Cyclists wanting to make a statement against current helmet laws and the state of infrastructure will be riding the streets of Wellington bare-headed on Saturday.
A new cycling advocacy group, Choice Biking, is pushing for a reform of the blanket ban on cycling without a helmet, saying adults should be given the choice as to whether to wear one or not.
The group is organising a ride through central Wellington on Saturday afternoon, with helmets optional.
"Our cycling rates have dropped dramatically with the introduction of the law some time ago," said organiser Tim Gummer.
"In the meantime, obesity and heart disease problems have rocketed up. Cycling has enormous health benefits and is also a solution to many of the transport problems we face."
Having to wear a helmet was holding many people back from cycling, Gummer said.
"A lot of people are very judgmental on people who might choose to not ride because of seemingly the most trivial of things. It could be helmet, hair, or it's just not comfortable. I think the biggest real reason is that in the end, wearing a helmet is essentially taking responsibility for a failure, an institutional failure to provide cycleways.
"It's like the worst way of providing safety when there are a multitude of other things that should come first."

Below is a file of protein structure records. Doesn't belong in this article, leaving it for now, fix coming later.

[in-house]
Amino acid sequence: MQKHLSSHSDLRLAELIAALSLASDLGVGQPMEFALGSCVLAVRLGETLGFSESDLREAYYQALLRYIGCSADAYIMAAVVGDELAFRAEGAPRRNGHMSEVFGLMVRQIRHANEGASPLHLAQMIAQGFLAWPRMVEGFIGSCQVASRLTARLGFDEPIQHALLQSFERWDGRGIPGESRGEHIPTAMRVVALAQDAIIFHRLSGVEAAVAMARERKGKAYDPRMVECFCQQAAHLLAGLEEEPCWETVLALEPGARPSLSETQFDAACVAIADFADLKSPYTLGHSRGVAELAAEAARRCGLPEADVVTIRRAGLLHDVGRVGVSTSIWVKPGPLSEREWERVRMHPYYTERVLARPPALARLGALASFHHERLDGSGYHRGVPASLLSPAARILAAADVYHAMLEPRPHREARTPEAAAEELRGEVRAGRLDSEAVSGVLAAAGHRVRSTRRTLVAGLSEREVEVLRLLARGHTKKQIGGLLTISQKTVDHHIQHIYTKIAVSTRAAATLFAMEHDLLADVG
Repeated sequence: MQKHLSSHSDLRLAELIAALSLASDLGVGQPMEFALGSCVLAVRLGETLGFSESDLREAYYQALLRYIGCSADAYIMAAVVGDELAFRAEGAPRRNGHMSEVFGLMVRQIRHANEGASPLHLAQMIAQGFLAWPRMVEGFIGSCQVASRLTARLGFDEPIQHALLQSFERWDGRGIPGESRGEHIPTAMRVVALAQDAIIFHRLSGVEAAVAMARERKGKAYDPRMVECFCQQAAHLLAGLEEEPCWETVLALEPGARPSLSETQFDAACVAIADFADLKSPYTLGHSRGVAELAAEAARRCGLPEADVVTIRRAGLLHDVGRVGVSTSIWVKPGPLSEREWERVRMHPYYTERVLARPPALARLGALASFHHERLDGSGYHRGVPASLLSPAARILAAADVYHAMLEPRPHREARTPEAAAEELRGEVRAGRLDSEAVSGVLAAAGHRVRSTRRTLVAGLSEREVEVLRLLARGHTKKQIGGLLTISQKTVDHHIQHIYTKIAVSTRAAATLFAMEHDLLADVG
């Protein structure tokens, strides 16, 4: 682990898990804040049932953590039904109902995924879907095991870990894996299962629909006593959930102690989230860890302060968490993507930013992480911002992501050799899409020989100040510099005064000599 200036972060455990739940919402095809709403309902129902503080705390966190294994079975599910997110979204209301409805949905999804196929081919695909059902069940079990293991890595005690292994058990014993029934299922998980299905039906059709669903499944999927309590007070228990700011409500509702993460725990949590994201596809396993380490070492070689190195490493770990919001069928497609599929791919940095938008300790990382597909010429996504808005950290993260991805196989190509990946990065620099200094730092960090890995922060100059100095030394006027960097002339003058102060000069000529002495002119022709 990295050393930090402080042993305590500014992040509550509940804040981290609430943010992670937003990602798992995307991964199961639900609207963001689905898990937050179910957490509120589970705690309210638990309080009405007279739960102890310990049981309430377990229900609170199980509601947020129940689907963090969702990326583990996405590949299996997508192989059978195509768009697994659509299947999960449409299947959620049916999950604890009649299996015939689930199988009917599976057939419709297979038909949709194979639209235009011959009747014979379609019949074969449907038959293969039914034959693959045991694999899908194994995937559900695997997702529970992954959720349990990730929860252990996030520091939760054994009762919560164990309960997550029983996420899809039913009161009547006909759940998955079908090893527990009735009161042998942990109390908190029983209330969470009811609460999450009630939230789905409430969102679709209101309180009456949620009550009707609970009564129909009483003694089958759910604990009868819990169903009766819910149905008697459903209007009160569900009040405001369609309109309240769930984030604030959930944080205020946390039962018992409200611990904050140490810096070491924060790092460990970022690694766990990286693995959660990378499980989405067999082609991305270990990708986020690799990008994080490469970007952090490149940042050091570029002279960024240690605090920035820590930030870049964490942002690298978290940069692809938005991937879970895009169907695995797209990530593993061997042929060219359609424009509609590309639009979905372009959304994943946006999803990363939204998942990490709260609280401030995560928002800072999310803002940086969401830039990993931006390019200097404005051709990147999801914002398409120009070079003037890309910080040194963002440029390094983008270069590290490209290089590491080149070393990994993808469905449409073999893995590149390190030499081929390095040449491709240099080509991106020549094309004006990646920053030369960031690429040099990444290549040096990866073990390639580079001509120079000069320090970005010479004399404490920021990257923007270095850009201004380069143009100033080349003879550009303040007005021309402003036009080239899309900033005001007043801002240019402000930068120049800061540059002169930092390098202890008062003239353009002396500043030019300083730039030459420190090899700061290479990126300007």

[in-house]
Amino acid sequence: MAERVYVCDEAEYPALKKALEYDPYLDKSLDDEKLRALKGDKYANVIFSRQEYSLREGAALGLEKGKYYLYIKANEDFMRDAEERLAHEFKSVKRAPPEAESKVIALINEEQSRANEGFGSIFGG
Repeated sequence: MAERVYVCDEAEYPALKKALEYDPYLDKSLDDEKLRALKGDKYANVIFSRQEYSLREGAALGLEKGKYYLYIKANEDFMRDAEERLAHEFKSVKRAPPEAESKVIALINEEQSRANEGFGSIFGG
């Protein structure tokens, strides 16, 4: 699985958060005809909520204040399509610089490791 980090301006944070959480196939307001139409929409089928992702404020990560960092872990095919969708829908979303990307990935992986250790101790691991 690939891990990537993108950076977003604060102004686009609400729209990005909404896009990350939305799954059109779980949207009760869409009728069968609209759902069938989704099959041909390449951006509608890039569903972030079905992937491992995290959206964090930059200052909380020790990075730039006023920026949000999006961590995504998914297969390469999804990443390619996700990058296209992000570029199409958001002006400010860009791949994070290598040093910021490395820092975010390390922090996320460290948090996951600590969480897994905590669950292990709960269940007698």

Gummer said cycling "simply must be a viable part of the mix" to help fix transport issues.
He mentioned a study from 2007 in which researched Ian Walker rode in traffic and found drivers would travel about three and a half inches - or 8.5cm - closer to him when he was wearing a helmet than when he was not.
Another study in 2013 re-analysed Walker's records and concluded that helmet-wearing was not associated with vehicles passing closer to a cyclist.
Gummer said he personally chose not to wear a helmet in traffic because he believed it was safer, but did not want to tell other people they shouldn't.
"That's something that definitely warrants further research," he said.
Kiwis had "some great spaces to cycle" but it was not enough.
The risk to cyclists not wearing helmets is "actually incredibly low", he said.
"It's a very low-risk activity in the first place ... there are many, many more activities that other people engage in that are quite risky that don't require a helmet."
Climbing a ladder and being a pedestrian both carried risk as well, he said.
He said putting on a helmet couldn't not be easily compared to wearing a seatbelt as an easy way of protecting people from harm.
He said travelling on a bus was a similar level of risk to cycling, and there were no seatbelts on city buses.
Concussion expert Doug King said if people wanted to cycle without helmets they should pay for private healthcare when they injured themselves.
"I think if they're going to make things optional, why don't they start looking at maybe health care needs to be optional as well?" he said.
"You know, you don't wear a helmet, then you go privately and start paying for it."
King said helmets worked well to protect against skull fractures or penetrative injuries, though they didn't protect from concussions.
Wearing a helmet could prevent the patient from needing surgery or long-term rehabilitation, he said.
King believed the idea of removing the blanket ban was "misguided".
"People who want to take their helmets off and ride around, yeah it may feel nice with the air through their hair, but if they fall off and they get hit by a car, their skull's going to crack."
He said it was "sending a bad message" and kids would see the behaviour and try to emulate it.
Anyone wanting to attend this weekend's ride can gather at Wellington's Civic Square on Saturday at 2pm.